A young couple, Rex and Saskia, pull into a bustling rest stop during a road trip. Saskia goes inside to buy some food. She never returns. Toggling through time, director George Sluizer shows us not only the impact of the disappearance three years later but the events leading up to it. It all comes together in a stunning climax, in which we — and Rex — learn what really happened. Don’t waste your time on the 1993 U.S. remake. The Dutch original is the real deal.

Red Eye (2005)

Wes Craven took a break from horror to make this breakneck thriller about a woman in an airplane, the assassin she meets in the airport bar and the plot to kill a government official staying at the hotel where she works. No, it doesn’t make much sense, but Craven doesn’t give the audience time to think about that. Clocking in at a brisk 85 minutes, Red Eye is a master class in pacing, brevity and messing with an audience’s expectations.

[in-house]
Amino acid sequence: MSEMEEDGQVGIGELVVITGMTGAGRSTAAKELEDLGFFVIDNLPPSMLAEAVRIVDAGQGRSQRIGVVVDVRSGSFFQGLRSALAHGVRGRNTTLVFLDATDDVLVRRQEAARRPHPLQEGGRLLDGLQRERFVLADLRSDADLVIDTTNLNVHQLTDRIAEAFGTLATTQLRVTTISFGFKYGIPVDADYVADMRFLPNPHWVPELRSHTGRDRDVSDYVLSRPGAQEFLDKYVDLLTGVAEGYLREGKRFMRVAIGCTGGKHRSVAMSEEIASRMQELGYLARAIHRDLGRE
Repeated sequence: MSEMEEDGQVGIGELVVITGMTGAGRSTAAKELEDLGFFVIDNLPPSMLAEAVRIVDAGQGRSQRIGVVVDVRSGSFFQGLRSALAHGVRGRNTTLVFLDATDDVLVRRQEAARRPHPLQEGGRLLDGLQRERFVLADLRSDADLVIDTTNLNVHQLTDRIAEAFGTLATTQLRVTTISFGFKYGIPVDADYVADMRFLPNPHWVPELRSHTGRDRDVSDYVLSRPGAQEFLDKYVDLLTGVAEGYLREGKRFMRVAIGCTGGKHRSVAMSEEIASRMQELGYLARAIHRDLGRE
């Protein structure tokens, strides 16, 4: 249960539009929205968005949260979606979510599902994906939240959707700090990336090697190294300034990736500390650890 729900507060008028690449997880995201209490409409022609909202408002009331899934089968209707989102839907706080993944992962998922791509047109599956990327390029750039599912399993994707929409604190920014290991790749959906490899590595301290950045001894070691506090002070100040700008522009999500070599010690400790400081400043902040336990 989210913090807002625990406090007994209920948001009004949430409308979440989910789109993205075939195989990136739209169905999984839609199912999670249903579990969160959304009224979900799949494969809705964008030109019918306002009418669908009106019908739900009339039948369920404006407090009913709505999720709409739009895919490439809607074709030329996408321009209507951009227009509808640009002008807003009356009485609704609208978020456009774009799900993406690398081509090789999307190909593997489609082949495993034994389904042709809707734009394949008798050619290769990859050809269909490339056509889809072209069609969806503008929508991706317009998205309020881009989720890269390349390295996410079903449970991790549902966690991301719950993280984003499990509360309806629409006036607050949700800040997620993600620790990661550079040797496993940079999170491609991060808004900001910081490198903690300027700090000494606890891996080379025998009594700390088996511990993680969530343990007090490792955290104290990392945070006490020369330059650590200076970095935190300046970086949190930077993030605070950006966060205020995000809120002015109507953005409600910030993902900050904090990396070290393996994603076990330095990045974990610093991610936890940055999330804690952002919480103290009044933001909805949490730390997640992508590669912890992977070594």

Raising Caine (1992)

Pure insanity from Brian De Palma.Like most of his films, logic takes a backseat to all the usual bells and whistles. We’ve got split screens, a bombastic score and tracking shots that seem to go on for miles. What makes this one stand out is John Lithgow’s utter commitment to his many, many roles. The final image of him leaves the audience both giggling and gasping.

Niagara (1953)

Marilyn Monroe goes femme fatale in this thriller about two honeymooning couples in Niagara Falls. Monroe vamps it up as a newlywed already plotting to kill her husband. Joseph Cotten is all war-ravaged cluelessness as her cuckolded spouse. And plucky Jean Peters is the good-hearted married gal who pieces everything together.

Shallow Grave (1994)

Before hitting it big with Trainspotting, Danny Boyle made this thriller about three flatmates who find their new tenant dead but loaded with ill-gotten cash. Instead of telling the police, they bury his body and agree to share the money. But plans like this never work out and Boyle revels in the way these friends slowly but surely turn on each other.

The Last Seduction (1994)